Should States or Cities Regulate Fracking: Colorado the Latest State to Confront the Issue

As fracking has moved into densely populated areas, increasing numbers of local governments have imposed restrictions and, in the process, come into conflict with state governments that believe the practice is theirs to regulate.

Local governments contend their land use authority entitles them to restrict or even ban fracking.  State governments counter that their police power statutes should prevail.  The dispute comes down to a classic supremacy battle – albeit one involving the most significant energy innovation of the century.

At least three states have brought preemption challenges, including Colorado.  The CentennialState is a longtime oil and gas hub and sits atop rich shale reserves.  The Niobrara formation has drawn considerable attention and, though much of the formation is in remote locations, a portion runs under the most urbanized corridor in the RockyMountain region – metro Denver and the Front Range.

There, the heart of the debate is between the right of the Colorado Oil and Gas Commission (“COGGC”) to regulate the industry – including drilling practices – and the rights of local governmental organizations, primarily municipalities and counties, to regulate local issues of concern.  Many local governments and their constituents believe that the COGCC, despite extensive expertise, inadequately protects non-industry interests.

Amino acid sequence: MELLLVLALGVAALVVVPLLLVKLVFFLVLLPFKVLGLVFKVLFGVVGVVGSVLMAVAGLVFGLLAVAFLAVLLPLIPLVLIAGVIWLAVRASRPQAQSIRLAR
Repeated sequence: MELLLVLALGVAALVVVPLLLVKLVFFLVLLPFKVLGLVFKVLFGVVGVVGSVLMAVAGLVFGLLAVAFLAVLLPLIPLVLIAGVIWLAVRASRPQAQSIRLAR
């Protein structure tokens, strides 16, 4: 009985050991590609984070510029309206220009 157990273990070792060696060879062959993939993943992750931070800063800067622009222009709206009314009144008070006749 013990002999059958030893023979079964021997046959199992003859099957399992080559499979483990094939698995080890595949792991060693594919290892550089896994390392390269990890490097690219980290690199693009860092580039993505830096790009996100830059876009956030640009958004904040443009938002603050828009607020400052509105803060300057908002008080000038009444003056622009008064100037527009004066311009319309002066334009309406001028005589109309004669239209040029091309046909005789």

A number of Colorado jurisdictions have adopted or at least considered anti-fracking ordinances.  The one that might have drawn the most media interest, however, is the Denver suburb of Longmont.

Last summer, it approved restrictions on fracking.  Colorado believed that fracking was a matter of statewide concern and demanded consistent regulations across jurisdictions.  On behalf of the COGGC, the Colorado attorney general filed a complaint in state district court, seeking to invalidate portions of the ordinance that restricted certain fracking practices and required approvals for multi-well sites, directional and horizontal drilling techniques, and facilities relocations.

As litigation proceeded, Longmont put a referendum on the November ballot that would have banned fracking outright.  The referendum, modeled after a similar ban in Pittsburgh, was approved in November.  Longmont became the first city in Colorado to categorically ban fracking.